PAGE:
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Multifamily and the 2020 Candidates: An Election Guide – Part III
Since our second post, the Democratic field has lost Elizabeth Warren, and narrowed to two major candidates. Though Bernie Sanders remains in the race, former vice president Joe Biden has emerged as the frontrunner, with near-universal endorsements by the slate of former Democratic candidates. Biden has also released a housing plan, something he had not done when we published our first blog post about the Democratic candidates.
In the wake of the current COVID-19 pandemic and the economic uncertainty that has resulted, globally and at home, the housing policies of not only the democratic candidates but President Trump, as well, are more relevant than ever. Scroll down to read about Biden’s newly released plan, the Trump administration’s proposed policies, and more.
Since we began covering the election, Joe Biden has emerged as the Democratic frontrunner. Prior to the recent release of a formal policy, Biden had made several statements about housing, committing to rendering it more affordable to help the middle class, but with no specificity. South Carolina was set to be a crucial state for the Biden campaign, a state where affordable housing is a major issue with democratic voters, and so several days before the primary the campaign released a $640 billion proposal, including a $100 billion fund to build affordable homes and to upgrade and repair existing housing stock, $13 billion to fight homelessness, and $5 billion a year to subsidize housing costs for Americans who make too much to qualify for Section 8 housing.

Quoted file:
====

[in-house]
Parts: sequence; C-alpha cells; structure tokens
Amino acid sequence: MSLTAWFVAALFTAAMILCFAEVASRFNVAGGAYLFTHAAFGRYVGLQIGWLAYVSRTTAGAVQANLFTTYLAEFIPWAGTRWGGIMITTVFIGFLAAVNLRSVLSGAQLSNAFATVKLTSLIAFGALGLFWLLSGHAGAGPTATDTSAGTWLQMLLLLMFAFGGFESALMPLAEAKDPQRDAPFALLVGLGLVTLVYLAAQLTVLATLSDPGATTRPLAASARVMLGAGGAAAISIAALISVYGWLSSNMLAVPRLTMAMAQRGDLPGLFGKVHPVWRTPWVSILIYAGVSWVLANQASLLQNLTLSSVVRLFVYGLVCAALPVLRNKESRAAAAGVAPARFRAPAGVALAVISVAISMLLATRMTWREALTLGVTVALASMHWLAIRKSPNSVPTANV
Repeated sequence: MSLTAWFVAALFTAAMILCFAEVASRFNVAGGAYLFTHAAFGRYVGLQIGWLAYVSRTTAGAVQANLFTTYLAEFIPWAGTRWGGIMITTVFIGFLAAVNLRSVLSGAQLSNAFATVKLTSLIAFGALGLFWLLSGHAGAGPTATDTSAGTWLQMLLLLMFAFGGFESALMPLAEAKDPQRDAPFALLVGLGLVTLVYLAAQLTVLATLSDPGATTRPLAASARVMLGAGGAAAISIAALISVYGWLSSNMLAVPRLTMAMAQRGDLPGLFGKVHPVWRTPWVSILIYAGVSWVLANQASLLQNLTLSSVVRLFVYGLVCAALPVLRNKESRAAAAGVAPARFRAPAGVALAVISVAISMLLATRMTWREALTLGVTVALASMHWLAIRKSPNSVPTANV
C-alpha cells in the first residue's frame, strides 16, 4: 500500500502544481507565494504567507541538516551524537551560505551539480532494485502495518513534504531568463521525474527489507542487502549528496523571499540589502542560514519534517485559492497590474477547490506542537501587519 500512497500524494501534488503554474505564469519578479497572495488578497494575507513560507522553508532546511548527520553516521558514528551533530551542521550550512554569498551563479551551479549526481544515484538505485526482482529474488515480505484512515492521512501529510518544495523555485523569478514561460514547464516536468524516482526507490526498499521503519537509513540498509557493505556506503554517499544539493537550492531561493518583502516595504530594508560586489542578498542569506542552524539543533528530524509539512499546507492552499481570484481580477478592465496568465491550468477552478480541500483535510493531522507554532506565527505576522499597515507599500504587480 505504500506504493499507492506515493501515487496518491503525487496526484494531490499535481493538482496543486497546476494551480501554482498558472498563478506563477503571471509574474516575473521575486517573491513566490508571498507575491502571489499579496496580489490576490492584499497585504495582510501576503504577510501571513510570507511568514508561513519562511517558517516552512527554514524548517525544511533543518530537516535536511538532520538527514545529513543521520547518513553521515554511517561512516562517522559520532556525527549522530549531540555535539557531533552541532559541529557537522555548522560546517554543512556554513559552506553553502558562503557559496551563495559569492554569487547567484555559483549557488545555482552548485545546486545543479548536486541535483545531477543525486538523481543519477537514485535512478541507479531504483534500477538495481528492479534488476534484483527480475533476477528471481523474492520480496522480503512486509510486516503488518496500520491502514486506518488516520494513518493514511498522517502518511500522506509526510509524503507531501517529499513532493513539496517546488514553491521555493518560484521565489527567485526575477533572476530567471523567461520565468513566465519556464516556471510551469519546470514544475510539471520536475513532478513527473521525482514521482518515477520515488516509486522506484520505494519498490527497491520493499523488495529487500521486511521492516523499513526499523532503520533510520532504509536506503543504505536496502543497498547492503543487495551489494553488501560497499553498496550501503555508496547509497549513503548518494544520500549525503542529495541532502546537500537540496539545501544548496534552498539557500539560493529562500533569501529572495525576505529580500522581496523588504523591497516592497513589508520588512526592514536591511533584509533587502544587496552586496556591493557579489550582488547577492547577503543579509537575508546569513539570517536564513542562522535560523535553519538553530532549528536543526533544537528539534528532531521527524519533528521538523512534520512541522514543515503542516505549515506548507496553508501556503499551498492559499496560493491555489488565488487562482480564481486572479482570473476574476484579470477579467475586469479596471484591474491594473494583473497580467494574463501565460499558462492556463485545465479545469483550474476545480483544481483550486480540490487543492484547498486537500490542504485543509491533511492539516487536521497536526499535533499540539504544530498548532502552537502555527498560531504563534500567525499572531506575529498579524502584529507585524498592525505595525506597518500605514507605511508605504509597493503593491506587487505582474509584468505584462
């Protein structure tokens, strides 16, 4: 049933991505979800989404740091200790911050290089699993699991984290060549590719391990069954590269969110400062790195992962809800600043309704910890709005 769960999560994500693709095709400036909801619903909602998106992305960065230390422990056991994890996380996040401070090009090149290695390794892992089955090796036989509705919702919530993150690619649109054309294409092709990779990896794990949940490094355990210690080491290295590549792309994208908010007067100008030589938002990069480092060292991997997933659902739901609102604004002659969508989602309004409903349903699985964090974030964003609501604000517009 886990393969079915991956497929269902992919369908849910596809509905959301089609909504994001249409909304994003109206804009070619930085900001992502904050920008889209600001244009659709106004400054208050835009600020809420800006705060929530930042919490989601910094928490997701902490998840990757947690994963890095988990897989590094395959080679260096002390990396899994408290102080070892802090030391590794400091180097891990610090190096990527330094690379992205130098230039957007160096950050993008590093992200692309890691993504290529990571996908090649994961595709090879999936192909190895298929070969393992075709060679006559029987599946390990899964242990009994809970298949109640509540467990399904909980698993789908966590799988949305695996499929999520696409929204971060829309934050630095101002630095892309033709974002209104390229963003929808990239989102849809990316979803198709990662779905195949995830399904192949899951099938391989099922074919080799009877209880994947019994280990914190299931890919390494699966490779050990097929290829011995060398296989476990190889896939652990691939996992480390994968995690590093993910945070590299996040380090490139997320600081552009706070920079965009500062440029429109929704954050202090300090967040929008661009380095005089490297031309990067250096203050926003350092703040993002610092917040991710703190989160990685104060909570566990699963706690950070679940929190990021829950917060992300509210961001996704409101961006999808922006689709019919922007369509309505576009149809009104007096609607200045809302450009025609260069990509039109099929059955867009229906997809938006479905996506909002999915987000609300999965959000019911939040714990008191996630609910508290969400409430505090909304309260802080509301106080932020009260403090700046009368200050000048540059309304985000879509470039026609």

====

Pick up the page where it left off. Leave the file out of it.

Biden’s housing policies incorporate many of the promises made by the now suspended campaigns of other moderate Democratic candidates, including a pledge to end redlining. Biden placed first in every county in South Carolina, crushing his competition, and walked away with 39 of the 54 delegates in play, with Bernie Sanders securing the remaining 15. Immediately after the primary South Bend, IN, Mayor Pete Buttigieg and Minnesota Senator Amy Klobuchar dropped out of the race and threw their endorsements behind Biden.
Biden’s lack of focus on housing stands in stark contrast with Bernie Sanders, his lone remaining competitor. The Vermont senator intends to spend $1.5 trillion on constructing and improving housing and proposes nationwide rent control. While Sanders proposals writ large stand little chance of passage, they would engender a major disruption to the multifamily space, with ramifications impossible to foretell. A Biden presidency, on the other hand, would likely have little impact on the housing market.